A Maryland resident says he was fined more than $11,000 after his family accidentally missed paying $30 in Virginia Express Lane tolls -- and now he and others have filed a class action lawsuit.
The trouble began for Kevin Stanfield with an honest mistake, he said. His wife lost her wallet, so the family canceled all their credit cards -- including the card linked to their E-ZPass. The family continued driving and using toll roads as usual, not realizing their transponder wasn't working and fees were piling up.
After they unwittingly missed eight tolls for $29.45, they received a bill for $900. When Stanfield refused to pay, a collections agency went after him for a total of $11,000.
"I was flabbergasted," Stanfield said. "I don't have that kind of money."
He and six other people have filed a class action lawsuit against Transurban, the operators of the Express Lanes.
"Thousands of Virginia, Maryland and DC residents have been subject to [Transurban's] excessive fines and fees," the lawsuit claims.
Other plaintiffs in the suit claim they also have faced steep fees when Express Lane sensors failed to read their E-ZPass correctly.
"I've heard so many stories of just hard working people that just made an honest mistake and then just being taken through the ringer," Stanfield said.
Transurban spokesman Mike McGurk said drivers are notified multiple times of fees they owe.
"You are going to get a notice. You are going to get a letter in the mail. So, you really want to look out for these notifications," McGurk said.
Stanfield said he and his wife ended up settling with Transurban for $2,200, but that he hopes to get the money back.
"I paid because I don't want to go to jail," he said. "The main thing is, I want them to stop doing this to people."
New purple lane stripes will be added to Interstate 95 and 495 Express Lanes in an effort to better mark the roadway. Those new markings could help drivers who faced major charges for missing Express Lane tolls.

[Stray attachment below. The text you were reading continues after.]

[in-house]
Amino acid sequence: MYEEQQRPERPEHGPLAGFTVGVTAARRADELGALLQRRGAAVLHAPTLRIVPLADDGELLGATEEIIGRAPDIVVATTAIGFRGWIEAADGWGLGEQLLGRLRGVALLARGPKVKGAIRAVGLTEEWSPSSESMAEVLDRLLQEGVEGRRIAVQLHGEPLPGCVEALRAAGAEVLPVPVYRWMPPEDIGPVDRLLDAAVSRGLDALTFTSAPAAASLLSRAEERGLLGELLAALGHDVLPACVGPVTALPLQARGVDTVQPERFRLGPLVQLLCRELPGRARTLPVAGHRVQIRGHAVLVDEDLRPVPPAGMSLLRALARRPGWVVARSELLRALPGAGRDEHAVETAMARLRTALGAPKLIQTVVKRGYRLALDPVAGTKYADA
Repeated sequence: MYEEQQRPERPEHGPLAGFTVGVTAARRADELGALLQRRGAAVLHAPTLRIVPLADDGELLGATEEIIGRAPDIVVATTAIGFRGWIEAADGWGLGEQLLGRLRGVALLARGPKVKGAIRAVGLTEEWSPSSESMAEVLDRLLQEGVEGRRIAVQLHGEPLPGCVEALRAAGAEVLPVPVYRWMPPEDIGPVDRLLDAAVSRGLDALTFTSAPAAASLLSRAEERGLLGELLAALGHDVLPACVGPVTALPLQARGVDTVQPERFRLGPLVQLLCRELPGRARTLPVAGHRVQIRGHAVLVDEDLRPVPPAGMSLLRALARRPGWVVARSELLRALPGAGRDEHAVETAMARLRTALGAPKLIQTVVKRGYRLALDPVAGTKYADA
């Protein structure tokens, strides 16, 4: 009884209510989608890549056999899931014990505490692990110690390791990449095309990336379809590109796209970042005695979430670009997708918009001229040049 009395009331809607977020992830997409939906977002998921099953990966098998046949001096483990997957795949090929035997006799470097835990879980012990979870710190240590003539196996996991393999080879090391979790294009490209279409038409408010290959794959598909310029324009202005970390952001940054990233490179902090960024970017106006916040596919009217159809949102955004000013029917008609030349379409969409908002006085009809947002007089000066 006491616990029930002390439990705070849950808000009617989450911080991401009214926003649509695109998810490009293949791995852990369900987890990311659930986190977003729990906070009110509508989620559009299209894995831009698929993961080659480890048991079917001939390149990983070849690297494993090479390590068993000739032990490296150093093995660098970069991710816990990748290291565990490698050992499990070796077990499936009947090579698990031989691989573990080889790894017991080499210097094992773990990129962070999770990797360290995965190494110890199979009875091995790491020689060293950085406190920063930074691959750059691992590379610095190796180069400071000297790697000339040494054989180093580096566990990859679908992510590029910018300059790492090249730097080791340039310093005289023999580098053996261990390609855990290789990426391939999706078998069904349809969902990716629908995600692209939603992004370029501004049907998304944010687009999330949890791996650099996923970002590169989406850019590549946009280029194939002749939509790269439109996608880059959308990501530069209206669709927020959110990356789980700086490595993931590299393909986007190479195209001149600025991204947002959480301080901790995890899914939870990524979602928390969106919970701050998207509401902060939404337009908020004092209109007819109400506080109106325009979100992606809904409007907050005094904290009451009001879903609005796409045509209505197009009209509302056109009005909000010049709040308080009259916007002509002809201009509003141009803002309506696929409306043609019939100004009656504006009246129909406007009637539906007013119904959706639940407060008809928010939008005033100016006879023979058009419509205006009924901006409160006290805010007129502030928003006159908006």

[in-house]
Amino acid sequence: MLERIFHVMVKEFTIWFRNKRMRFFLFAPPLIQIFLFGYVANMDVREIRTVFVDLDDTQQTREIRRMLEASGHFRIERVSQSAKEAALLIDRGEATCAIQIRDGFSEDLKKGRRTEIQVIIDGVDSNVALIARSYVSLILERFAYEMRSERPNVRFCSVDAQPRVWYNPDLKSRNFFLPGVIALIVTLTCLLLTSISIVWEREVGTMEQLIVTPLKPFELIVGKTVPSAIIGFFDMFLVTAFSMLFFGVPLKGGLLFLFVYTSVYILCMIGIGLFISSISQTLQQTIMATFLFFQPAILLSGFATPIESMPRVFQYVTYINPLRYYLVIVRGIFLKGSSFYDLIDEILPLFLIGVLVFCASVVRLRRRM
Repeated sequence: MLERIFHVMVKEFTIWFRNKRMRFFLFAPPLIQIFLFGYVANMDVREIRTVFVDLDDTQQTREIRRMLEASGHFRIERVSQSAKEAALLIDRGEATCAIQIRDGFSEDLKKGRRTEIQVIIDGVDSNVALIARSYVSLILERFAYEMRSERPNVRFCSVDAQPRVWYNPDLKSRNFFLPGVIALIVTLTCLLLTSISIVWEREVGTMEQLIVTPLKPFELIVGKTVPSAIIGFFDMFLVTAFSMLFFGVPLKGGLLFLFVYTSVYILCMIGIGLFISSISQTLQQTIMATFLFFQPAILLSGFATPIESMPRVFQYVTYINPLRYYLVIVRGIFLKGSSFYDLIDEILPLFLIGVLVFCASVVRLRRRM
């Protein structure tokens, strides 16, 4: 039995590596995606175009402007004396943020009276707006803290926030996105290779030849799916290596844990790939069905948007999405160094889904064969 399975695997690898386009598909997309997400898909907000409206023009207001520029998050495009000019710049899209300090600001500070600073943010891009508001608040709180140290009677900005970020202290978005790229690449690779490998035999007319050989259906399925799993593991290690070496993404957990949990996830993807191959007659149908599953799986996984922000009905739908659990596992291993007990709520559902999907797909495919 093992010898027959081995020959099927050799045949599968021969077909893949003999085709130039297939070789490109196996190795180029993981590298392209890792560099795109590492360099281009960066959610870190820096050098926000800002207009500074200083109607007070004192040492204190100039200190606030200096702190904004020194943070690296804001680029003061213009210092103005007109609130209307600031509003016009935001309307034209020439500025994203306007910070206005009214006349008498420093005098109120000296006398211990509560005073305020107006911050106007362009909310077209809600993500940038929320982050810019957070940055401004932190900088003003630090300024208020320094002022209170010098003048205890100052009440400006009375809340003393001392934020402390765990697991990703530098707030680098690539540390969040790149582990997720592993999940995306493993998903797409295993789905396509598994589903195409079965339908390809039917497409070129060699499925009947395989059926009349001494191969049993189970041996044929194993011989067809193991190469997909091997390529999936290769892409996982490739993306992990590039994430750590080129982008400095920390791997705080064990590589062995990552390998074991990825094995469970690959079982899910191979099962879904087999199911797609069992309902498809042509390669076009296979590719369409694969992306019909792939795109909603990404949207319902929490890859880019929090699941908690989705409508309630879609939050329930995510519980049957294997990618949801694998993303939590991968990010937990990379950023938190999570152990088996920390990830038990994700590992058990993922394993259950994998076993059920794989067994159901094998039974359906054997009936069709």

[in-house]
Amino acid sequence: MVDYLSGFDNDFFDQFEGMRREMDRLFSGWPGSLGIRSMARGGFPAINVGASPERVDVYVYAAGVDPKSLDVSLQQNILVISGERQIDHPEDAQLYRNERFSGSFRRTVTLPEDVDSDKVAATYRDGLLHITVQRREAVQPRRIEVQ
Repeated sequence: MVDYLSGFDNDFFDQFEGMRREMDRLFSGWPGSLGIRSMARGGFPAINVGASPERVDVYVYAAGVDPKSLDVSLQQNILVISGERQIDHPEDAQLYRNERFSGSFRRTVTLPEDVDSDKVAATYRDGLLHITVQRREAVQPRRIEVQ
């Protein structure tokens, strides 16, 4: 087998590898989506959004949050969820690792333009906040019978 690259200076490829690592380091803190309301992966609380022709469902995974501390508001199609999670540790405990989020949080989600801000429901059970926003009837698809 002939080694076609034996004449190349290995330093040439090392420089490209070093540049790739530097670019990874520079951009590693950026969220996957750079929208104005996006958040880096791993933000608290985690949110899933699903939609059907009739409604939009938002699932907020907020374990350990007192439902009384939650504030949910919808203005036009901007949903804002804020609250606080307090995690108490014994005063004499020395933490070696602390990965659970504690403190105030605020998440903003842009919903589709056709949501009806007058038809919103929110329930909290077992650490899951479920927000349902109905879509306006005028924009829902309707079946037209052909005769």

Since the Express Lanes opened in 2012, the lane tolls have confused some drivers. To use the all-electronic Express Lanes, drivers must have an active E-ZPass. If drivers use the Express Lane without an E-ZPass or accidentally drive into the lane without knowing it, they may face toll fees and administrative charges.
Jackie Gilbert started using the Express Lanes in late 2012 even though she didn’t have an E-ZPass. She expected toll fees for the 16 trips she took in the Express Lanes. But she was not prepared for the $12.50 administrative fee that came with every toll that went unpaid.
Gilbert said she was charged $225 for missing tolls. She, like many area drivers, was unaware of the hefty administrative costs that come with skipping toll fees.
Gilbert was able to work with Express Lane officials to reduce the charge. But she is not the only local driver who received a surprise bill in the mail.
Toni Cooley was slammed with more than $10,000 in Express Lane fees, court costs and civic penalties after taking 11 unpaid trips in two weeks in 2012.
Cooley used Express Lanes during these trips and had an E-ZPass in her car. She did not properly set up auto-renewal on her pass, though. Because of this, she inadvertently used Express Lanes without paying tolls for two weeks.
Cooley received a bill for several hundred dollars. She paid only about $11 to cover the tolls, but refused to pay the fees. The several hundred dollars she was billed soon skyrocketed to more than $10,000 as she fought the charge.
Other drivers face fees for using the lanes accidentally.
Naima Fellers’ teenage daughter accidentally got on a 495 Express Lane in 2013. She exited the lane as soon as she realized where she was. She only drove the Express Lane for about one minute.
Fellers got a $13.10 bill in the mail three weeks later. Her daughter missed only one toll, a charge that would have been 60 cents. But the administrative fee hiked the bill up dramatically.
If drivers still use the Express Lane accidentally or have an issue with E-ZPass, there is a way to avoid major fees: contact Transurban. If a driver reports his or her missed toll within five days, he or she will face a much smaller charge, usually only about one dollar.